Market Dynamics

It would be hard to overstate the importance of farmers’ markets to our current business model. We bank on a sizeable influx of cash from Saturday-to-Saturday in peak growing season, flowing in from our stands at the Neenah, Stevens Point and Appleton markets. Serving as our primary representative at the Appleton Market this season has provided me with invaluable insight into the world and backdrop of what would seem to be a simple market stand. There is, quite frankly, a lot riding on these Saturday mornings, and, given the logistical, preparatory and quality requirements for a successful market day, we simply can’t afford to miss the boat.


This Saturday, we came close. First was a call from Logan when we were already well on the highway, informing me that we’d forgotten the boards which make up the second tier of our market table. Given the bounty of the day, we certainly couldn’t afford to go without, and he turned back, compromising vital setup time. Then, I had to call Corrina back to Appleton to grab lettuce heads for Logan in Neenah, and she had to return a second time to deliver produce bags that had been unaccounted for. Beautiful lettuce heads are great, but you can’t sell them if you don’t have them, and you can’t very well sell lettuce, carrots, beans, or bulk beets without produce bags.

Given the plenitude of factors – primarily the weather – outside of our sphere of influence, we’ve got to do our best to control those that we can. These include vegetable quality and quantity, mental and logistical preparation, stand setup, and overall attitude. The energy of the market stand is tangibly dependent upon the energy of those working and of the vegetables themselves, and the difference between great and mediocre equates to a significant difference in overall sales.

Though generally somewhat nervous on market mornings, I was feeling the flow on Saturday as I systematically pieced together my stand. Bins stacked in order on the curb. Tents, tables, tablecloths. Bins, boards, roots. Greens, zucchini, lettuce…


The first thing that caught my attention were the bulky carrot bunches – bold, beautiful and lively. I piled them high on the sunny side of our tables, as an eye-draw to marketgoers from the east. They were, quite frankly, some of the nicest organic carrots I’ve ever seen. The rest of the stand came together as I rounded out the display with pints of cherry tomatoes on the top tier, and slicers spilling down to a lower-level crate display. It was a work of art, and Corrina confirmed as much when she returned again from Neenah.

From there, it was all about attitude and alertness. There’s an art to the flow of the workload, and keenness is key to a consistent presence. We flowed through the process of weighing, spraying, restocking and conversing; keeping our hands and eyes employed at all times. Demanding though it becomes, particularly during rush periods, it has to look effortless to the customer. You have to be the vegetable expert; answering whatever questions may come in regard to the eight varieties of tomatoes on the table. It’s customer service of the best kind; showcasing with pride the bounty of your collective labor – manifested in magnificent bunches of carrots and plump, colorful heirloom tomatoes.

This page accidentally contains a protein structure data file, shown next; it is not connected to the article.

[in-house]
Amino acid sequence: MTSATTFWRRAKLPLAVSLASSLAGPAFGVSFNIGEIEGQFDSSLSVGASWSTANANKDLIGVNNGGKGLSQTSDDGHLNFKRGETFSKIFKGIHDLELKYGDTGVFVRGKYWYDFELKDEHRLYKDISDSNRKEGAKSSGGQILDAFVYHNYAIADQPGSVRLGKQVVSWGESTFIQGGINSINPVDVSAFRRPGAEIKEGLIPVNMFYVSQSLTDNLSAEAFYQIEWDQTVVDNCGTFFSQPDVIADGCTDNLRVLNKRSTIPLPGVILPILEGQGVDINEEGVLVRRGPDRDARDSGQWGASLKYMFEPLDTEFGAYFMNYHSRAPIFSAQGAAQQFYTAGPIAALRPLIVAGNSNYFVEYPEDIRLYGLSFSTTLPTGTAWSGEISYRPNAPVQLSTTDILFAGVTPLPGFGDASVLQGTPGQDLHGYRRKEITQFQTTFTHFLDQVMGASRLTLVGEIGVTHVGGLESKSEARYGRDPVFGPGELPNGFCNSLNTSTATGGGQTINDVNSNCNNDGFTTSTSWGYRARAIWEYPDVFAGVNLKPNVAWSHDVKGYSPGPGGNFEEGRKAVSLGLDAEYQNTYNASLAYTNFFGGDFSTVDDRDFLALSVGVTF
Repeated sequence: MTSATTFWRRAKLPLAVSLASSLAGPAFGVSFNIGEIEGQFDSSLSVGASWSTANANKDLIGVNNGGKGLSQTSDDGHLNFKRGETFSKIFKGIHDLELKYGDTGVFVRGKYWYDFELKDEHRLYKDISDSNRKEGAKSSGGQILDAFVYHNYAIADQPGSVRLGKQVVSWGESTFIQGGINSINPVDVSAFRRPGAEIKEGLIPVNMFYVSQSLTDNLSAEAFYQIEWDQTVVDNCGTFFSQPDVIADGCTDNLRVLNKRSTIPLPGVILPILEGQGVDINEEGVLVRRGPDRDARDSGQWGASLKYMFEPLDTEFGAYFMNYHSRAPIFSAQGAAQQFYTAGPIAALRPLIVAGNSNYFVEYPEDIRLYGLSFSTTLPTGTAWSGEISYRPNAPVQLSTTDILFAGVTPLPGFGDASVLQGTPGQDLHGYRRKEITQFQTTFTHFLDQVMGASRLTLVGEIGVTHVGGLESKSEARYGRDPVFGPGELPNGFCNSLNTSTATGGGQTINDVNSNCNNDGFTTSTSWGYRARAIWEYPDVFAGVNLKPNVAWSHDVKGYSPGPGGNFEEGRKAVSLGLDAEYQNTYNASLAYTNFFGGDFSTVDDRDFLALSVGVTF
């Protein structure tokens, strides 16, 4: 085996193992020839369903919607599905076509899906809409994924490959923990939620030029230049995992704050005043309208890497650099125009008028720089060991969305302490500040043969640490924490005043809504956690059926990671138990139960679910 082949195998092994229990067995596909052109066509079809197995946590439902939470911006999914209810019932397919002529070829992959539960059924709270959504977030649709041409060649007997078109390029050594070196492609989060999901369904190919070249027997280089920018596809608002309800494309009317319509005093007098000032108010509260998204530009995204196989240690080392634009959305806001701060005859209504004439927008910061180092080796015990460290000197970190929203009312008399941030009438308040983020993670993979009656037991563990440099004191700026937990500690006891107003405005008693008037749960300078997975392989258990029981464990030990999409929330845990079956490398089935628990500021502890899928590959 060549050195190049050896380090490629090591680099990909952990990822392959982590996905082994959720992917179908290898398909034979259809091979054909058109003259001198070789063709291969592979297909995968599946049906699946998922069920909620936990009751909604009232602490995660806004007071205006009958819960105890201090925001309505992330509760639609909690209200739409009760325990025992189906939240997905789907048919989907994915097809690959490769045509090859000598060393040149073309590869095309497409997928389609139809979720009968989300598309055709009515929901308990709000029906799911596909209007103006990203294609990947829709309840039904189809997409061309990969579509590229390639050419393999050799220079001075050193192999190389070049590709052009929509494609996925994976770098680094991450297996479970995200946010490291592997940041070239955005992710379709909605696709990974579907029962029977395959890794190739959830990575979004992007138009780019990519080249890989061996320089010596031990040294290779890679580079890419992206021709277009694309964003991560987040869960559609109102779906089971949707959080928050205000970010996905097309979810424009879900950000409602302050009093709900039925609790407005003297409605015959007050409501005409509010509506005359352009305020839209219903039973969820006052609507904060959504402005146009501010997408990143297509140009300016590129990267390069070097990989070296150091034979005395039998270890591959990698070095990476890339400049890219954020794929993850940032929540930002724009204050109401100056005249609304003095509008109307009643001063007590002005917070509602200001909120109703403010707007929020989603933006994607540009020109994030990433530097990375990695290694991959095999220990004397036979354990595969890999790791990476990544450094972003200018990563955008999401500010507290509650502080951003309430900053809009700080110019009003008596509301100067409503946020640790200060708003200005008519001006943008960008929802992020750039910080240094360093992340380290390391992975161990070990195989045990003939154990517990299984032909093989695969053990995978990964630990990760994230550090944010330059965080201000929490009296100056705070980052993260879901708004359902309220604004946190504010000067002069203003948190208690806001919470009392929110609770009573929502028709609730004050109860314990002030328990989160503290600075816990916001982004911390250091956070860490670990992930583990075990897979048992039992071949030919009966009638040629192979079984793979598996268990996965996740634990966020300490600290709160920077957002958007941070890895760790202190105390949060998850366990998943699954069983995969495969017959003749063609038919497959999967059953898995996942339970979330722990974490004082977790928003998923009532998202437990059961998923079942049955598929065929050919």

Glorious though our carrot bunches were, a couple old ladies still came by to pick them up and scoff at our $3.00 price before heading off down the market. And that’s their right. If they came to the market for cheap food, they are simply not our customer, and there’s certainly another stand better suited to appease them. Another lady stopped and strongly suggested we lower the price on our lettuce mix before buying it anyway. There just wasn’t anyone else who had any left.

And this is by design. We push quality and we push volume, and a key element of our dynamic is the bounty of the table at all times. If the market ends at 12:30, we continue to restock even after noon, making sure the greatest amount of food is on display at all times. When something runs out, we flex something available into its place. As we sell out, we condense from four tables to three; from three to two, to give the continued impression of overflowing bounty through the whole market.


And this aesthetic draws in new customers — customers who come back, week after week, and year after year, for the best tomatoes they have ever tasted. Customers like the guy who comes at 8:15 every week and drops $30.00 on mustard mix and cherry tomatoes. Like the lady who bought three bags of salad mix for the third straight week – complimenting the freshness and cleanliness, and acknowledging how intensive the process must be. The ones who tell us we have the most beautiful stand in the whole market; who thank us for being organic, and express their gratitude upon finding us.

These are our customers, and we appreciate them dearly for keeping us afloat. Frankly, our food is too valuable for the price-balkers and discount-shoppers. Each of those carrots was hand-weeded and harvested, handled no less than three times in the washing and bunching process, sorted, and transported from Custer in the early hours of the morning. They are nothing but wholesome; they employ no cancerous chemicals; they’re beautiful and we are proud of them.

We put a lot into our vegetables; we put a lot into the market preparation; we take a great deal of pride in our stand, and we depend upon a loyal customer base to accommodate our financial requirements. They have proven their willingness to do that, and we are grateful to them for providing us with the opportunity to return for the wonderful market experience week-after-week.